Just look at how Polaroid themselves pulled out of the film business and the recent fall of Kodak (and other analog photography companies before that). As of now, the medium is really dependent on the popularity and improving quality of The Impossible Project films.
6. Any good source of information or photography tips to share with fellow Polaroid fans and users?
For the SX-70 camera, the best and most informative website is George's Polaroid SX-70 page: http://www.chemie.
unibas.ch/~holder/SX70.html. It hasn't been updated in a few years, but then again, the camera's haven't changed either. Wikipedia has a good amount of info when you search Polaroid and SX-70. Also, there is a great article written a few years ago about Polaroid, the SX-70 camera, and Edwin Land: http://technologizer. com/2011/06/08/polaroid/.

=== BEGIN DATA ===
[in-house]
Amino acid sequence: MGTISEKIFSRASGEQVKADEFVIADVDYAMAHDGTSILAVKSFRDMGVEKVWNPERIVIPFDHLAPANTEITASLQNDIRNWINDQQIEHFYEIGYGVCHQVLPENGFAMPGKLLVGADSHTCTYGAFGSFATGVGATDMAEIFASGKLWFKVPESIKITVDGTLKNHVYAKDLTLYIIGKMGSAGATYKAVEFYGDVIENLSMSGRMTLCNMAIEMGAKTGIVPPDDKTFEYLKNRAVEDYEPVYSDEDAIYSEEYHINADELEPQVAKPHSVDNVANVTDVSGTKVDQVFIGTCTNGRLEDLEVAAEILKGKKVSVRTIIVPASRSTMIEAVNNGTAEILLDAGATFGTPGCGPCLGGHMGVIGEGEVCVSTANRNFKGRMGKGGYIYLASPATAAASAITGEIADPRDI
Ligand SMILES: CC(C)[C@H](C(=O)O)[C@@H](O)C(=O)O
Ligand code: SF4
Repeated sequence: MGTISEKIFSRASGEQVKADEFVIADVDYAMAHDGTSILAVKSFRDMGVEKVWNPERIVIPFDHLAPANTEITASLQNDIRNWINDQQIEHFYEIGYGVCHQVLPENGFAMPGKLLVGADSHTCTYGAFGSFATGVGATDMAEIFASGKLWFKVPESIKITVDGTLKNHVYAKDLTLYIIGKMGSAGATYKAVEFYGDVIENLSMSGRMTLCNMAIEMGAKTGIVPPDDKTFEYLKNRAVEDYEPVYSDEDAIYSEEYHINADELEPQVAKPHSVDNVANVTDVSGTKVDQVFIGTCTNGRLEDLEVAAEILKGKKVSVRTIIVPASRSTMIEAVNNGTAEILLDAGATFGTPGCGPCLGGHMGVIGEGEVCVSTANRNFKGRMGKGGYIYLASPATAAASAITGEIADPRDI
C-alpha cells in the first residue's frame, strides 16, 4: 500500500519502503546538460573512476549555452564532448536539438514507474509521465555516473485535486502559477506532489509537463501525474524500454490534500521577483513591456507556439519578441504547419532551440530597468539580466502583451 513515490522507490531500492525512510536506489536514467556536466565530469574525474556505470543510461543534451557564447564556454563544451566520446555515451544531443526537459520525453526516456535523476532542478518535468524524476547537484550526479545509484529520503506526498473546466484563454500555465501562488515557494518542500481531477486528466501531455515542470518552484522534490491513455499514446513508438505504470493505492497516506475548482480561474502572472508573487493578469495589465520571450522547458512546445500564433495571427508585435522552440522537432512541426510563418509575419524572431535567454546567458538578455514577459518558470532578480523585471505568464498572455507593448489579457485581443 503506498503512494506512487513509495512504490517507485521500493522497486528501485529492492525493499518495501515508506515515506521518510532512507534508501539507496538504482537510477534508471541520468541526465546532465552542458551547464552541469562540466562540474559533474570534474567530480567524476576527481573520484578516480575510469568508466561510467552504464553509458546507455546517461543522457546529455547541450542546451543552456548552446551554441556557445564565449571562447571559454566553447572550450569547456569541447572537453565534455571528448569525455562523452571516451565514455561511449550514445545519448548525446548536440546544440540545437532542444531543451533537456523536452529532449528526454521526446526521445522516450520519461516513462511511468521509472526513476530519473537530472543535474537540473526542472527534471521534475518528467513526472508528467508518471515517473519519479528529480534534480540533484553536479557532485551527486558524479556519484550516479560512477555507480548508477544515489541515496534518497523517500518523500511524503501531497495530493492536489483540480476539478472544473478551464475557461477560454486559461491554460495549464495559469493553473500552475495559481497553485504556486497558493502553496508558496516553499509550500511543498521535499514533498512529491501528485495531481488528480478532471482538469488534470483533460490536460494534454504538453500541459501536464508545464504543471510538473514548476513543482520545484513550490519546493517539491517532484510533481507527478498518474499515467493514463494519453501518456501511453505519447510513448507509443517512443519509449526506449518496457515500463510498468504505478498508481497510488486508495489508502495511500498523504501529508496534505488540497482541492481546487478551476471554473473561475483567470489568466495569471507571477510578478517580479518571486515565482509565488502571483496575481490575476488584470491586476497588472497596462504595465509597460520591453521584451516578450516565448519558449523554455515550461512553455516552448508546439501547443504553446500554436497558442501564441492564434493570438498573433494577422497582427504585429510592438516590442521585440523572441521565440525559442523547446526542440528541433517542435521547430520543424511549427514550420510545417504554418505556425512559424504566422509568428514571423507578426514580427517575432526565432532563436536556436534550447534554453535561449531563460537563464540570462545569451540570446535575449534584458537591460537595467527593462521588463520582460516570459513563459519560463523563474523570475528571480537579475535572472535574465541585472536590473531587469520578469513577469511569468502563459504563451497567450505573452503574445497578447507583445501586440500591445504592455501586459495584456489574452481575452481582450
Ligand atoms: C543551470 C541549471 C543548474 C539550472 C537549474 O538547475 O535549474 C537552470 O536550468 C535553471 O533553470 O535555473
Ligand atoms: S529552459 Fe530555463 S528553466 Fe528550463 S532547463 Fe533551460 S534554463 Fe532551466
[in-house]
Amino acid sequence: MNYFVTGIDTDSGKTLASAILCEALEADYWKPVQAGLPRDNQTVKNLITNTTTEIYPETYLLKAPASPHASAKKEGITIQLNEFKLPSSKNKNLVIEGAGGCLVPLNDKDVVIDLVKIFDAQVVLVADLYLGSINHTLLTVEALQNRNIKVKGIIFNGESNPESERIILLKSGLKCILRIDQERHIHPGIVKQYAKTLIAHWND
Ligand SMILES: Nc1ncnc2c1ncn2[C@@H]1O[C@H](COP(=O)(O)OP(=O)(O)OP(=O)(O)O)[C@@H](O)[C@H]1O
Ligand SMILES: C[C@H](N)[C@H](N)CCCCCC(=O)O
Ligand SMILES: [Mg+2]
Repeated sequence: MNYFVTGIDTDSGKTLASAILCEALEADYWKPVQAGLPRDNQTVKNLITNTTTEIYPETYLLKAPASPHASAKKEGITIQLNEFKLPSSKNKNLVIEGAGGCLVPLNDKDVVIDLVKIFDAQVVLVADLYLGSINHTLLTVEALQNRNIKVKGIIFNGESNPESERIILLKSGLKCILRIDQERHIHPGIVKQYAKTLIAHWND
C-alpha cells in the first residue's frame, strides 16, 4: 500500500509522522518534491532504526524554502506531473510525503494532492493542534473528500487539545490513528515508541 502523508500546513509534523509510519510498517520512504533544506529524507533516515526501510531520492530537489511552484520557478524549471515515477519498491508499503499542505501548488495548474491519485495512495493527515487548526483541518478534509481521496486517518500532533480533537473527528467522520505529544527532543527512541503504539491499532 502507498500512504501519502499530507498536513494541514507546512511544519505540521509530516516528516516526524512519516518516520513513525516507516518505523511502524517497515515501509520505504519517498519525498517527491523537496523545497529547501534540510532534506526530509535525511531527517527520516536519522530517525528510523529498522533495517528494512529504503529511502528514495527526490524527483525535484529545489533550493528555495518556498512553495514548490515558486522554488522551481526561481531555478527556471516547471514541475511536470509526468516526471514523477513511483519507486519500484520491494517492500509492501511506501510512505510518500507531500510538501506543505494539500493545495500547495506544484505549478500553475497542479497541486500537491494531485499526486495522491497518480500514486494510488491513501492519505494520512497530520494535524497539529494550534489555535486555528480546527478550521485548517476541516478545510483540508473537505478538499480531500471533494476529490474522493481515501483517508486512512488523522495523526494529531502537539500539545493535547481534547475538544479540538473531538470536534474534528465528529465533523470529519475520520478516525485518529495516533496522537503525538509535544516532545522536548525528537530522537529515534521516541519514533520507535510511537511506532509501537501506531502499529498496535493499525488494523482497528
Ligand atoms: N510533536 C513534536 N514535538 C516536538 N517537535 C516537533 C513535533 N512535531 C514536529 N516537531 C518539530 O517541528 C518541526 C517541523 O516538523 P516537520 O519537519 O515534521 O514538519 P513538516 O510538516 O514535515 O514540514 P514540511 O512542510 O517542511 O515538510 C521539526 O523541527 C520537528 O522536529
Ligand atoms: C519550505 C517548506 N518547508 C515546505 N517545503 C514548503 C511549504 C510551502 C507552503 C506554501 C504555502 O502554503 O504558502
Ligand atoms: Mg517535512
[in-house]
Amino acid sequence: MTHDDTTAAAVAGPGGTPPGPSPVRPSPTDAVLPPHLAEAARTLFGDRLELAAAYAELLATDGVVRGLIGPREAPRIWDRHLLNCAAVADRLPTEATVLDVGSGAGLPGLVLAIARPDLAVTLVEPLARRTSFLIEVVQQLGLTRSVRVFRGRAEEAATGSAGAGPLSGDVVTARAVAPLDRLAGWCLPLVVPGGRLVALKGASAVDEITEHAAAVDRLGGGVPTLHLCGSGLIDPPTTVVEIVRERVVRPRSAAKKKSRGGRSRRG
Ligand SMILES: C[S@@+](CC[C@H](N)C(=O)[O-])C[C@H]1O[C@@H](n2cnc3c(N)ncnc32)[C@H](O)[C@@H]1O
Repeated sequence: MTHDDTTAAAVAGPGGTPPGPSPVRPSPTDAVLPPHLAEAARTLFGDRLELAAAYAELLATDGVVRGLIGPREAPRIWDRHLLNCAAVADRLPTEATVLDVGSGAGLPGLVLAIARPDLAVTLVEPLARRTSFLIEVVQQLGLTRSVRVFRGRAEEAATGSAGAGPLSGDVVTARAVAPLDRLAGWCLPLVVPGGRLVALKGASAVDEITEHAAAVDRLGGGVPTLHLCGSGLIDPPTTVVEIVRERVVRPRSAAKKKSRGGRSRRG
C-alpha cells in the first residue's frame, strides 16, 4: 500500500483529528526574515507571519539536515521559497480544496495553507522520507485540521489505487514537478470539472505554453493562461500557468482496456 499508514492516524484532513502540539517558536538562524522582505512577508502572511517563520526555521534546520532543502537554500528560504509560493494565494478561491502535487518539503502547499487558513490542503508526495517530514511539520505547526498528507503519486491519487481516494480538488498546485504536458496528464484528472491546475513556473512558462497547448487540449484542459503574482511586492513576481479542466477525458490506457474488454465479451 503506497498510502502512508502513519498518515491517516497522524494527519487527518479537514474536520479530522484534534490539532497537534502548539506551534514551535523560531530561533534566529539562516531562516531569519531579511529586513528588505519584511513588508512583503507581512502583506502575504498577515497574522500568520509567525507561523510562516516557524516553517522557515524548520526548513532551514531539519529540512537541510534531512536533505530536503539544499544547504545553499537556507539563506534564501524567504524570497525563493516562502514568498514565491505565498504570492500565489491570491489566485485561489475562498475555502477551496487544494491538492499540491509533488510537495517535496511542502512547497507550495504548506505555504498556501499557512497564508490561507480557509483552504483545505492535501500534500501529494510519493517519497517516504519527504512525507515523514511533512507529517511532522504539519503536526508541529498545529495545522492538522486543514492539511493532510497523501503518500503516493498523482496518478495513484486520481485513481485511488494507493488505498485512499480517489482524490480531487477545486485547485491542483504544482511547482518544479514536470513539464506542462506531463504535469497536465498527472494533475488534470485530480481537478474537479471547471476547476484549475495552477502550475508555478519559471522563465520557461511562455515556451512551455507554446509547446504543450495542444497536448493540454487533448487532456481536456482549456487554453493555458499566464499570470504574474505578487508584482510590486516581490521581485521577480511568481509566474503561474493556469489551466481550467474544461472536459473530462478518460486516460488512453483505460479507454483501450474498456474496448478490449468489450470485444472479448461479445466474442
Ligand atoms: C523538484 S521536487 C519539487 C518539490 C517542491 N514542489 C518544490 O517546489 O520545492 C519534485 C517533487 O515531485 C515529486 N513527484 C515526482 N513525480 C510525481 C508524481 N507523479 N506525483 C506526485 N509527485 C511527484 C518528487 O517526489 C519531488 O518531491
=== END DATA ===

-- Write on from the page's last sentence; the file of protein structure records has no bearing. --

For The Impossible Project films, their own blog is the best place to go for tricks with their new films. That being said, I will say that the best accessory I have bought for my cameras that helps achieve great results is the Frog Tongue available on The Impossible Project's site: https://shop.the-
impossible-project.com/shop/ accessories/imp_film/ac_px70_ frogtongue
7. What is your plan for all the Polaroid photos of Avi you have taken for the project?
Honestly, not 100% sure. I would love to have a frame made with a selection of images. As I shot this project, I scanned the Polaroids and made 3x3 grids of images for each week. I have thought of printing each grid on 16x20 paper. Although I am no longer shooting a Polaroid a day, I have shot about 100 frames since Avi's first birthday. By the time she is two, I could easily see myself getting close to 1000 shot Polaroids (this includes other random details and landscapes). That is a lot of images to sort through and display.Erin de Jauregui.